• As may best be seen in FIGS. 1 and 3, in use, the back panel [0036] 34 is disposed against, and secured to the wall 20 with the flashing tabs 36 or the bottom edge 40 of the back panel 34 along the roof 24 or tarpaper 26. It will be appreciated that the flat back panel 34 and top edge 38 provide a smooth surface against which caulking my be readily laid, even if the strip 32 is disposed against a relatively uneven surface, such as a brick wall. To facilitate attachment of the back panel 34 to the wall 20, the back panel 34 may include preformed openings 42 through which a nail or screw 44 may inserted to couple the flashing strip 32 to the wall. Alternately, the carpenter or roofer may glue, staple, nail, or screw the flashing strip 32 to the wall 20, using the nail or screw 42 to pierce an opening in the back panel 34 if necessary. The roofing shingles 28 are then laid along and between the flashing tabs 36. Those skilled in the art will appreciate that the flashing strip 32 may be easily and quickly placed, and the shingles 28 conveniently positioned to form a substantially seep resistant intersection 30 between two adjacent angled surfaces 20, 24.
  • In order to further discourage liquid and other material from penetrating the space between wall [0037] 20, the roof 24, and the shingles 28, the bottom edge 40 of the back panel 34 preferably extends below the flashing tabs 36 (see reference 35), as may be most readily seen in FIGS. 2a and 2 b. In this way, the flashing tabs 36 are raised slightly above the roofline to encourage drainage away from the intersection 30 and to allow for the placement of tarpaper 26.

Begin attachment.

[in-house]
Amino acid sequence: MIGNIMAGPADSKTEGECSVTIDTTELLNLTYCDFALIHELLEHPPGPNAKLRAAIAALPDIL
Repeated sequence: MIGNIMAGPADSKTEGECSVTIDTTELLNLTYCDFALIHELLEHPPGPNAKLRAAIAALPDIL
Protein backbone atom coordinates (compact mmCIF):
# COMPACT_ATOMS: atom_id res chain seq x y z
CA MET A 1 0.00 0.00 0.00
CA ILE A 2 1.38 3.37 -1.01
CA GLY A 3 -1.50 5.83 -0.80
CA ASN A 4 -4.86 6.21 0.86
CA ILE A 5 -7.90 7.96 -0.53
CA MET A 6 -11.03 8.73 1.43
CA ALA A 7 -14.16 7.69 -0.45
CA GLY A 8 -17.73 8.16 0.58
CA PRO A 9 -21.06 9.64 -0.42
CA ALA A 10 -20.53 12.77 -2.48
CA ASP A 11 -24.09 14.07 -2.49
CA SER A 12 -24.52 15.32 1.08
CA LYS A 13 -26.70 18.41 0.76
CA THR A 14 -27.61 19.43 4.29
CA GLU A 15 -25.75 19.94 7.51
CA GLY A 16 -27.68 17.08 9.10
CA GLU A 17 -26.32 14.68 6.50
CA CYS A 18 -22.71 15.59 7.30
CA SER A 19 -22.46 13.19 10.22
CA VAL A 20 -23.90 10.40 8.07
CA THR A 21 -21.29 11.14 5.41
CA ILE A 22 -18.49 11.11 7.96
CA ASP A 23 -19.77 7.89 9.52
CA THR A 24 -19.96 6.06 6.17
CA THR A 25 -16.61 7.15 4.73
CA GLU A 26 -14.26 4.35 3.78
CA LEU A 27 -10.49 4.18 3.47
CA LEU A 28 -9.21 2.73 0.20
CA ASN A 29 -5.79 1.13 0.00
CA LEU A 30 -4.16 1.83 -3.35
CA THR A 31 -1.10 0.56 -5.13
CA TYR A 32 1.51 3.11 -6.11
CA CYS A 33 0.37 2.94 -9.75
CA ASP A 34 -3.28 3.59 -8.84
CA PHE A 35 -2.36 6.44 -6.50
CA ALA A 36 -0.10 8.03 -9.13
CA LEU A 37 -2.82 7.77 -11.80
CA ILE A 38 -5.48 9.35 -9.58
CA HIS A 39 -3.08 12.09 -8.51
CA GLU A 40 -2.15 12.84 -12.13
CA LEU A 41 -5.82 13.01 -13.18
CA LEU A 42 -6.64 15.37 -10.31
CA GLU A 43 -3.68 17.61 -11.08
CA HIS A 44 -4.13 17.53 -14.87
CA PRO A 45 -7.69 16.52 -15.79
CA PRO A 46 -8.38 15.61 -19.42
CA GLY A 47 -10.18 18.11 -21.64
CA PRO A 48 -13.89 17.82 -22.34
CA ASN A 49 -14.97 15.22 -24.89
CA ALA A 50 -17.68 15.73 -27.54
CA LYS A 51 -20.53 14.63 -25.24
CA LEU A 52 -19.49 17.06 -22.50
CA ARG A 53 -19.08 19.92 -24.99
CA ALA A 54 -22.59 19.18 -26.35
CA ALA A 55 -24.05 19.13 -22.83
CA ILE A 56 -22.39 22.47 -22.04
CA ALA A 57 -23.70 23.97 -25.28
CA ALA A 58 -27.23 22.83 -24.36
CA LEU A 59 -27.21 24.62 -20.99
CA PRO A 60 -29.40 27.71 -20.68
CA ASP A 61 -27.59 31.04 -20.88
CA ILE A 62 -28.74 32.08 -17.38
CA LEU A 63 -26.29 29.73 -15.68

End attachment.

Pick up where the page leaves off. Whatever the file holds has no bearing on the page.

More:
• To facilitate placement of the wall treatment such as siding [0038] 21, and to ensure that the siding 21 is disposed a consistent distance from the roof 24, the flashing strip 32 is preferably further provided with a continuous projection or ledge 46 which extends from the back panel 34. In this way, the strips of siding 21 may be easily and consistently positioned and secured to the wall 20 before or after installation of the roofing shingles 28. It will be appreciated by those of skill in the art that the ledge 46 is particularly useful when the ends of the strips of siding 21 are cut at an angle, as shown in FIG. 1a.
  • It will further be appreciated that the ledge may take an alternate form as shown, for example, in the embodiments illustrated in FIGS. 4[0039] a and b, and FIGS. 5a, b, c and d. For ease of explanation, the same numbers followed by lettered suffixes will designate similar elements of the alternate embodiments (e.g., the ledge in FIGS. 4a and b is identified as 46 a, and in FIGS. 5a and b as 46 b). In the embodiment shown in FIGS. 4a and b, the back panel 34 a juts outward to form the ledge 46 a, the back panel 34 a extending below (35 a) the flashing tabs 36 a in a substantially parallel plane and extending back to the wall surface.
  • The back panel [0040] 34 b of the embodiment in FIGS. 5a through 5 d similarly juts outward to form the ledge 46 b. This embodiment, however, provides a decorative molding or fascia 48 directly below the ledge 46 b. The decorative molding 48 may be textured or colored to compliment the appearance of the exterior siding if so desired or to include other architectural features or colors. As may be most easily seen in FIG. 5b, the back panel 34 b extends back inwardly 49 below the decorative molding 48, and then continues in substantially the same plane as the upper portion of the back panel 34 b.
  • In other words, the back panel may include a number of portions extending in planes at angles to one another. For example, the back panel may include three portions extending in planes at angles to the adjacent plane, or five portions extending in planes at angles to the adjacent plane, as shown in FIGS. 4[0041] a-b and 5 a-b, respectively.